How much wiggle room you give yourself when bidding or asking (relative to the listed price of property) in a competitive real estate market can make or break a transaction. Too much and you might lose the deal. Too little, and you could “leave money on the table”.
To avoid morning-after regrets, plan your math in advance. After you have subtracted the emotional components from the equation you will have a better chance of putting a fair deal together. And during what might normally be a stressful process – the period of negotiation before reaching a final agreement – you can remain comfortable and calm, knowing that although the market forces are at play, you aren’t at risk of getting unfairly played.
In any market, what a buyer is willing to pay and what a seller will accept determines actual value. No matter which side of the transaction you are on, reaching the “sweet spot” of market equilibrium will involve the same dynamics, based upon the fundamental economic physics of supply and demand.
But before you enter the marketplace – to either list your property for sale or go house hunting – first determine what the market is doing, through a comparative analysis of recent sales. The more recent the data, the better. Information has a shortened shelf life during changing real estate climates. To avoid stale figures, try to get your hands on the most current numbers possible. The easiest way to locate fresh data is to ask a Realtor to provide it. Any Realtor can download and print the latest sales figures from the Multiple Listing Service with a few clicks of a computer mouse, and this is a professional favor you should expect to be offered free of charge. Most Realtors will be happy to also help you interpret the data, in order to compare the asking or “list” prices to the actual prices at closing.
The differential will show you the “spread”, which is normally going to be within a range of about 2-5 percent. For example, if a house was listed for $300,000 and sold for $290,000, the spread was $10,000, or a little more than 3 percent. A 5 percent spread on the same transaction would be reflected in a closing price of about $285,000.
Average out the spreads for half a dozen houses similar to yours, and use that percentage amount to decide how to proceed. Armed with information, you now know what to expect in terms of the space – or disagreement – between buyers and sellers when the tug-of-war over price begins. For instance, if the average difference between listing price and sold price is 6 percent, and you want to put your house on the market, you will do well to list it within 6-8 percent of the price you expect it to bring. Priced too high the house will languish on the market, because the gap between what you’re asking and what the typical buyer will pay is too great. Priced too low you might get a faster sale by giving your property away at a bargain basement price.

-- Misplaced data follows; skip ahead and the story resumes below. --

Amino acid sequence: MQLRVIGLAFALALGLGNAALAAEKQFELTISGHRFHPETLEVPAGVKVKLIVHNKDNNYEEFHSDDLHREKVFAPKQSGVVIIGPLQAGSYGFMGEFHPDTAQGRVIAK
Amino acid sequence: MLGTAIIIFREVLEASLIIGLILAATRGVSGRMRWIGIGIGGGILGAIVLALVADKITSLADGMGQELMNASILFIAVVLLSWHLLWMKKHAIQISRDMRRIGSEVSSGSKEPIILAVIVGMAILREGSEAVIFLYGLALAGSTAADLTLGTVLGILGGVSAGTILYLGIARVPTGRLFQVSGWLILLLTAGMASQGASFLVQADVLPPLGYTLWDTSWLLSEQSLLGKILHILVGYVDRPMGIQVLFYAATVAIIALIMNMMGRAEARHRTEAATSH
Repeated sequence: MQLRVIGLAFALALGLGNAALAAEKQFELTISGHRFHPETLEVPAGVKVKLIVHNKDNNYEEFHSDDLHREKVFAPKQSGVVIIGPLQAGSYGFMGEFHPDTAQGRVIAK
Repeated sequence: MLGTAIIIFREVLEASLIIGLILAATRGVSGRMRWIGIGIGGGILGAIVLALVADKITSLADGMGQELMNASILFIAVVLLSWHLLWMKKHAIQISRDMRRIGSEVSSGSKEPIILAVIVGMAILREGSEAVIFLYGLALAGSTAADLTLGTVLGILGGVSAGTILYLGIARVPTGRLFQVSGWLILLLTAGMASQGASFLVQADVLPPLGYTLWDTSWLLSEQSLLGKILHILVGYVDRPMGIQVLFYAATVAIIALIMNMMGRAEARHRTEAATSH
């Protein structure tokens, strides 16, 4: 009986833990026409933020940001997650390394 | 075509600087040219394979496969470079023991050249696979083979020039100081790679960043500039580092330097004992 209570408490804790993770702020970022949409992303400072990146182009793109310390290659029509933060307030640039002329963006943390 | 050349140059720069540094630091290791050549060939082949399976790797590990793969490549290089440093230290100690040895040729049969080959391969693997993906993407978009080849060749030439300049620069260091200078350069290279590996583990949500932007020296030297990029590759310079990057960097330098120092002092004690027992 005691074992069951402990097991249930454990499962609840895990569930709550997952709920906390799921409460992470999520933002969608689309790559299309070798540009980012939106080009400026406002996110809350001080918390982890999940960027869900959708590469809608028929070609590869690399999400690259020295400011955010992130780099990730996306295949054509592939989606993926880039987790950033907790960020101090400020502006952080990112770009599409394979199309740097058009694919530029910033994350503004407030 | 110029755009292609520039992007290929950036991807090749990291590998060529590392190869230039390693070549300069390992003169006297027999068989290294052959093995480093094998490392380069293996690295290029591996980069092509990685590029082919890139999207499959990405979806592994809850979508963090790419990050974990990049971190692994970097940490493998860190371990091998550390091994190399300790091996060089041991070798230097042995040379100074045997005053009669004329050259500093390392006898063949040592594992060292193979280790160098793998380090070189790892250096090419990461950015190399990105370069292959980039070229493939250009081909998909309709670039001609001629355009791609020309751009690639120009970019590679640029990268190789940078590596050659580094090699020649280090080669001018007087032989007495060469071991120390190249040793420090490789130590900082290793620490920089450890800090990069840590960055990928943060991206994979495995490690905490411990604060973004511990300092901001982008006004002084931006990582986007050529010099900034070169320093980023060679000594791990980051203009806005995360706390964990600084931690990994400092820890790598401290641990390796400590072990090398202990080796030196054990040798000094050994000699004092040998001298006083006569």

If you’re bidding on a house to purchase, the same concept applies. Offer a price within that same average range and you will have a better chance of getting your price. Of course if you don’t want to take a chance on losing the deal, offer full price. But in a market defined by declining prices, sellers are usually willing to entertain offers of less money.
This formula is especially useful in situations where your competitors have not done their arithmetic, and are asking too much or offering too little. Since you know the math, you’ll likely come out ahead. For example, if the market dictates a spread of 3 percent and you put your house on the market for 3 or 4 percent above what you’re willing to take for it, your house may sell faster than your neighbor’s who listed at 10 percent above their desired price. They accidentally priced themselves out of the market.
Be sure to work any unusual circumstances into your calculations. For instance, if there are needed repairs not already discounted from the price, or if you need to relocate quickly to land that high-paying job, then you should adjust your expectations and pricing accordingly.
Ultimately, buying or selling property should be a satisfying and comfortable experience. Knowing what to expect from the current economic environment can help you succeed in reaching your goals efficiently, in a practical and methodic way.
If a reasonable offer isn’t enough to clinch a deal, then you may be better off looking elsewhere for your buyer or seller, because you deserve a fair trade. But if you don’t know what constitutes a reasonable price to begin with, you will be confused and vulnerable. Do your homework ahead of time. Then enter the marketplace with informed confidence and enjoy real estate success.